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Indian Supreme Court Rules Against Forced Abortion

August 1, 2009

The Indian Supreme Court recently ruled in favor of a young woman who became pregnant and didn’t want to get an abortion. Why did she need a court order for this? The young woman is mentally disabled and had been abandoned by her family. She became pregnant when she was raped by workers in a state-run facility where she was receiving care. The state then petitioned to have the pregnancy terminated against her wishes. Mahendra Palsule has full details, including the arguments made by both sides, at An Unquiet Mind.

While I realize that a paternalistic argument for forced abortion could be made by well-meaning people, I have to question the state’s motive in this. Were they really looking out for the best interests of the woman and her child-to-be, or were they trying to erase a mistake made on their watch, or at least the most visible reminder thereof? While steps can be taken to help a woman cope with the trauma of being raped, nothing can erase it entirely. More importantly, violating a woman’s bodily autonomy (whatever her mental state or ability) cannot erase an earlier violation.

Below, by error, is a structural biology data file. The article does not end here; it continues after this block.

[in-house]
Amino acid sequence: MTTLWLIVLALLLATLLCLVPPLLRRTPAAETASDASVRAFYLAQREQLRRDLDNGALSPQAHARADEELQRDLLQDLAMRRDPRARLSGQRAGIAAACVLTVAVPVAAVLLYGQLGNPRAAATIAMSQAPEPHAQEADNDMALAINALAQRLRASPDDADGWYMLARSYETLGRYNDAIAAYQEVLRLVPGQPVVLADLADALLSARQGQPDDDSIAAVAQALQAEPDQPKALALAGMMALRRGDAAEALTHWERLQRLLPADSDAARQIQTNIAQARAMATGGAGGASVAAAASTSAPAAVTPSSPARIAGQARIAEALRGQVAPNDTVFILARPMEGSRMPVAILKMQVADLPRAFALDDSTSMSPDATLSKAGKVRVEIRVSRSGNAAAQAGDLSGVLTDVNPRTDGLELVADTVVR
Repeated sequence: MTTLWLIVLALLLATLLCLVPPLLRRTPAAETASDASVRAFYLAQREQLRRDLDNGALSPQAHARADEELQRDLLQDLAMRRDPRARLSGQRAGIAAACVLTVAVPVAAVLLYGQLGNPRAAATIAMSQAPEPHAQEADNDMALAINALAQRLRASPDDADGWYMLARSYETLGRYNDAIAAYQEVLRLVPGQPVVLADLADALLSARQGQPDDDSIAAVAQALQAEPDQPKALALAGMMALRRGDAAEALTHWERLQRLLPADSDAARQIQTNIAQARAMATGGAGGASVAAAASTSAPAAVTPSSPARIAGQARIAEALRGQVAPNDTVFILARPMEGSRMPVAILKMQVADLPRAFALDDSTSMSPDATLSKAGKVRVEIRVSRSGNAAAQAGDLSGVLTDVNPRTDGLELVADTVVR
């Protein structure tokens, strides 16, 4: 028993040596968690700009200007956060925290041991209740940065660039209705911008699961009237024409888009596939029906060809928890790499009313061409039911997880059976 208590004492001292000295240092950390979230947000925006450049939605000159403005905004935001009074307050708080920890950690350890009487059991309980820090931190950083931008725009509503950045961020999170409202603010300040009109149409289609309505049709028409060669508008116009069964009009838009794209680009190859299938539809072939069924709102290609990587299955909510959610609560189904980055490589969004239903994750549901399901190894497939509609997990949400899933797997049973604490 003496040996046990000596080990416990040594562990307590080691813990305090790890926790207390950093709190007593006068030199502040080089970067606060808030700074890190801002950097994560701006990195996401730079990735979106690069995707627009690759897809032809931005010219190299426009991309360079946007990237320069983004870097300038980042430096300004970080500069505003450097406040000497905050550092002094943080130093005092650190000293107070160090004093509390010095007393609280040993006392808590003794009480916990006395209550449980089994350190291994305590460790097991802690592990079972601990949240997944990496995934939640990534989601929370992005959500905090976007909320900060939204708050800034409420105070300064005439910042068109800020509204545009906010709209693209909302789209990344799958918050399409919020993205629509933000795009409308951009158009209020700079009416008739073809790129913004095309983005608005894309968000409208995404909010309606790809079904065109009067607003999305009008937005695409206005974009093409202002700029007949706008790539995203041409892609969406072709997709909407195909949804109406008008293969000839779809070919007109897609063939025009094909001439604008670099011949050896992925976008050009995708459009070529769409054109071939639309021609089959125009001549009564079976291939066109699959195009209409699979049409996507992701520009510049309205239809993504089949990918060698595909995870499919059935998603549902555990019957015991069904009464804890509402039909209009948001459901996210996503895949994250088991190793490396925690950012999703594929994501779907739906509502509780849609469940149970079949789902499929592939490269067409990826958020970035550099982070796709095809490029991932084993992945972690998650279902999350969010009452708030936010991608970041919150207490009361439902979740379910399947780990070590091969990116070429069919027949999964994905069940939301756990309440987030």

And this goes to why the paternalistic argument is wrong, no matter how well-meaning its proponents.We know that rape is wrong because it violates a woman’s bodily autonomy; forcing a medical procedure on a woman is precisely the same kind of violation. Consider, too, what it means to take the right to bodily autonomy from someone based on IQ. First, without the right to control your own body, you cannot have any meaningful rights.

Second, using IQ to determine who can make meaningful decisions is highly problematic. IQ tests are not a perfect and unchanging measure. Autistic children, for example, have been shown to perform significantly better on the Raven’s Progressive Matrices test than on the more popular WISC test. Even if these tests were perfectly objective, the level at which someone’s decisions are meaningful is a subjective question. How different is someone of average IQ claiming that people of below-average lacking this capacity from someone of genius-level IQ claiming that people of average IQ lack it (and thus should not have children)? Yet the latter argument would easily be recognized as elitist and probably eugenicist.

That said, it is fair to wonder what the child’s life is going to be like and how their needs will be met. The mother-to-be, after all, clearly isn’t in the best of circumstances herself. Rather than asking that her rights and her body be further violated, however, that concern should be used to demand better systems of support for both mother and child. If the state cannot provide that, then community models will have to be built.

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